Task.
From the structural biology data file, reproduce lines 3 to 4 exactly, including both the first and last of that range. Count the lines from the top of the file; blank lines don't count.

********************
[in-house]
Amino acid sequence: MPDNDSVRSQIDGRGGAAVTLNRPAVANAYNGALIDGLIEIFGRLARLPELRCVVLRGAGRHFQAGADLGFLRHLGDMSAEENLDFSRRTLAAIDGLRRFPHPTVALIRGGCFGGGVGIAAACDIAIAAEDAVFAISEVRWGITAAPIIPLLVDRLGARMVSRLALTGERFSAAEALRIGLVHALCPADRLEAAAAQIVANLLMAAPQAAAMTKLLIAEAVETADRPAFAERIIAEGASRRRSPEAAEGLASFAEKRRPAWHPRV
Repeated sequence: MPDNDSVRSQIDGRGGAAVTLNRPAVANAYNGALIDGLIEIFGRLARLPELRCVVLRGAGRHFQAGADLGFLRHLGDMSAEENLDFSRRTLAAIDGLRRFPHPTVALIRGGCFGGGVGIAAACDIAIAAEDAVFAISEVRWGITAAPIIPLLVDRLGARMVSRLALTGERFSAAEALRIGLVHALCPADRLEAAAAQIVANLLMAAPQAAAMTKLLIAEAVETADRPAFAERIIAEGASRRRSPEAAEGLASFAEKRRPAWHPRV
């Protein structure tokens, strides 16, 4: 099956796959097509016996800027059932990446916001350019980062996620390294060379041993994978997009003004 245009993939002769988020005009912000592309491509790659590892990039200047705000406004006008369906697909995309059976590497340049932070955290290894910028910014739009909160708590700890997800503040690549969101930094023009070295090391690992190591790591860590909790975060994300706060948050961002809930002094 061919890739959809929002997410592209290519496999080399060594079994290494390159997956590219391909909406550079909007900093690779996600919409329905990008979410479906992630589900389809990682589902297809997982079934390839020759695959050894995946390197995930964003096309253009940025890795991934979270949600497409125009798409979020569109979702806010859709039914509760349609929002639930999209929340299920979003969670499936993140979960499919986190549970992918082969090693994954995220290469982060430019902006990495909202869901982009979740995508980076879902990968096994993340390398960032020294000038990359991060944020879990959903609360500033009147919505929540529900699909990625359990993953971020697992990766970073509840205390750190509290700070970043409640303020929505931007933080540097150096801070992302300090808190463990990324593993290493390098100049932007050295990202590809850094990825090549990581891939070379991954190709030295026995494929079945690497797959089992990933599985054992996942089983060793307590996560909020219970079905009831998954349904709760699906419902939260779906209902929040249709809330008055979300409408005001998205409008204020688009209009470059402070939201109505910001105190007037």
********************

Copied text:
Repeated sequence: MPDNDSVRSQIDGRGGAAVTLNRPAVANAYNGALIDGLIEIFGRLARLPELRCVVLRGAGRHFQAGADLGFLRHLGDMSAEENLDFSRRTLAAIDGLRRFPHPTVALIRGGCFGGGVGIAAACDIAIAAEDAVFAISEVRWGITAAPIIPLLVDRLGARMVSRLALTGERFSAAEALRIGLVHALCPADRLEAAAAQIVANLLMAAPQAAAMTKLLIAEAVETADRPAFAERIIAEGASRRRSPEAAEGLASFAEKRRPAWHPRV
């Protein structure tokens, strides 16, 4: 099956796959097509016996800027059932990446916001350019980062996620390294060379041993994978997009003004 245009993939002769988020005009912000592309491509790659590892990039200047705000406004006008369906697909995309059976590497340049932070955290290894910028910014739009909160708590700890997800503040690549969101930094023009070295090391690992190591790591860590909790975060994300706060948050961002809930002094 061919890739959809929002997410592209290519496999080399060594079994290494390159997956590219391909909406550079909007900093690779996600919409329905990008979410479906992630589900389809990682589902297809997982079934390839020759695959050894995946390197995930964003096309253009940025890795991934979270949600497409125009798409979020569109979702806010859709039914509760349609929002639930999209929340299920979003969670499936993140979960499919986190549970992918082969090693994954995220290469982060430019902006990495909202869901982009979740995508980076879902990968096994993340390398960032020294000038990359991060944020879990959903609360500033009147919505929540529900699909990625359990993953971020697992990766970073509840205390750190509290700070970043409640303020929505931007933080540097150096801070992302300090808190463990990324593993290493390098100049932007050295990202590809850094990825090549990581891939070379991954190709030295026995494929079945690497797959089992990933599985054992996942089983060793307590996560909020219970079905009831998954349904709760699906419902939260779906209902929040249709809330008055979300409408005001998205409008204020688009209009470059402070939201109505910001105190007037």